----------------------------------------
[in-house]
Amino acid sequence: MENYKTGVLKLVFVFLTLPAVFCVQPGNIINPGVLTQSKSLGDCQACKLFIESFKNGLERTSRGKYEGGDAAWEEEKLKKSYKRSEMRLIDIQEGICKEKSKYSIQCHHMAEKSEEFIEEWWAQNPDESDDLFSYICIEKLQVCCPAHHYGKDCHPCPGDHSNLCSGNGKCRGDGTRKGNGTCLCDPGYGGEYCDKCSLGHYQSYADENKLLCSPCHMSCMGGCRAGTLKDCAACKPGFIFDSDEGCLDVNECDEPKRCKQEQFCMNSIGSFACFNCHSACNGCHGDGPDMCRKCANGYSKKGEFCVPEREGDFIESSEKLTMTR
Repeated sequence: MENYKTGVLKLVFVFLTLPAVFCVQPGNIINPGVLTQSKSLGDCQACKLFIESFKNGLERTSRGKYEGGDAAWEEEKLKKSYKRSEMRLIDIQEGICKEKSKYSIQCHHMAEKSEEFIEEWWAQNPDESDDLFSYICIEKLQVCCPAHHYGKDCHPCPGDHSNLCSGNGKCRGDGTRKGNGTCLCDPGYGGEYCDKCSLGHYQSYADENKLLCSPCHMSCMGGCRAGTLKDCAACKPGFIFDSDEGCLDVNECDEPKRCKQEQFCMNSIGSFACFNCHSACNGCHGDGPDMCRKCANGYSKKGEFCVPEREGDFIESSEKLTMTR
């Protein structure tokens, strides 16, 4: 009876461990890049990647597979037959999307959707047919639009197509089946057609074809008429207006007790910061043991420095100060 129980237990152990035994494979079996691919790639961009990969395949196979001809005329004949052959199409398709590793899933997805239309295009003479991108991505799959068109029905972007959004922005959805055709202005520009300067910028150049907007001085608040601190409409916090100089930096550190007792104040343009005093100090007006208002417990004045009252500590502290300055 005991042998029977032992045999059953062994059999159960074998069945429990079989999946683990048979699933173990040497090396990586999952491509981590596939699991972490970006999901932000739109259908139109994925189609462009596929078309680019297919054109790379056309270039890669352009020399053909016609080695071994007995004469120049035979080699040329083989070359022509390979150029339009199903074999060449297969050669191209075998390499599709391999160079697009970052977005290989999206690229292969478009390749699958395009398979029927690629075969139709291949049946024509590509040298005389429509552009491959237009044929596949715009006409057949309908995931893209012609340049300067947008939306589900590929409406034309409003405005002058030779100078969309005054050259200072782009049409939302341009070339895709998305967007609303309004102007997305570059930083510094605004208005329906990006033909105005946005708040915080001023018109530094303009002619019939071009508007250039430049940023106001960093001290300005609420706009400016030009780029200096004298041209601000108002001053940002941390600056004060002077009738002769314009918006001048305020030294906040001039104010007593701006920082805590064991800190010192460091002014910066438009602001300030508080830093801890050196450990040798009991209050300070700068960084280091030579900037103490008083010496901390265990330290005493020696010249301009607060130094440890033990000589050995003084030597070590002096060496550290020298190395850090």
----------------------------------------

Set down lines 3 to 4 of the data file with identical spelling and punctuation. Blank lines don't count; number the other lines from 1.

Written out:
Repeated sequence: MENYKTGVLKLVFVFLTLPAVFCVQPGNIINPGVLTQSKSLGDCQACKLFIESFKNGLERTSRGKYEGGDAAWEEEKLKKSYKRSEMRLIDIQEGICKEKSKYSIQCHHMAEKSEEFIEEWWAQNPDESDDLFSYICIEKLQVCCPAHHYGKDCHPCPGDHSNLCSGNGKCRGDGTRKGNGTCLCDPGYGGEYCDKCSLGHYQSYADENKLLCSPCHMSCMGGCRAGTLKDCAACKPGFIFDSDEGCLDVNECDEPKRCKQEQFCMNSIGSFACFNCHSACNGCHGDGPDMCRKCANGYSKKGEFCVPEREGDFIESSEKLTMTR
């Protein structure tokens, strides 16, 4: 009876461990890049990647597979037959999307959707047919639009197509089946057609074809008429207006007790910061043991420095100060 129980237990152990035994494979079996691919790639961009990969395949196979001809005329004949052959199409398709590793899933997805239309295009003479991108991505799959068109029905972007959004922005959805055709202005520009300067910028150049907007001085608040601190409409916090100089930096550190007792104040343009005093100090007006208002417990004045009252500590502290300055 005991042998029977032992045999059953062994059999159960074998069945429990079989999946683990048979699933173990040497090396990586999952491509981590596939699991972490970006999901932000739109259908139109994925189609462009596929078309680019297919054109790379056309270039890669352009020399053909016609080695071994007995004469120049035979080699040329083989070359022509390979150029339009199903074999060449297969050669191209075998390499599709391999160079697009970052977005290989999206690229292969478009390749699958395009398979029927690629075969139709291949049946024509590509040298005389429509552009491959237009044929596949715009006409057949309908995931893209012609340049300067947008939306589900590929409406034309409003405005002058030779100078969309005054050259200072782009049409939302341009070339895709998305967007609303309004102007997305570059930083510094605004208005329906990006033909105005946005708040915080001023018109530094303009002619019939071009508007250039430049940023106001960093001290300005609420706009400016030009780029200096004298041209601000108002001053940002941390600056004060002077009738002769314009918006001048305020030294906040001039104010007593701006920082805590064991800190010192460091002014910066438009602001300030508080830093801890050196450990040798009991209050300070700068960084280091030579900037103490008083010496901390265990330290005493020696010249301009607060130094440890033990000589050995003084030597070590002096060496550290020298190395850090």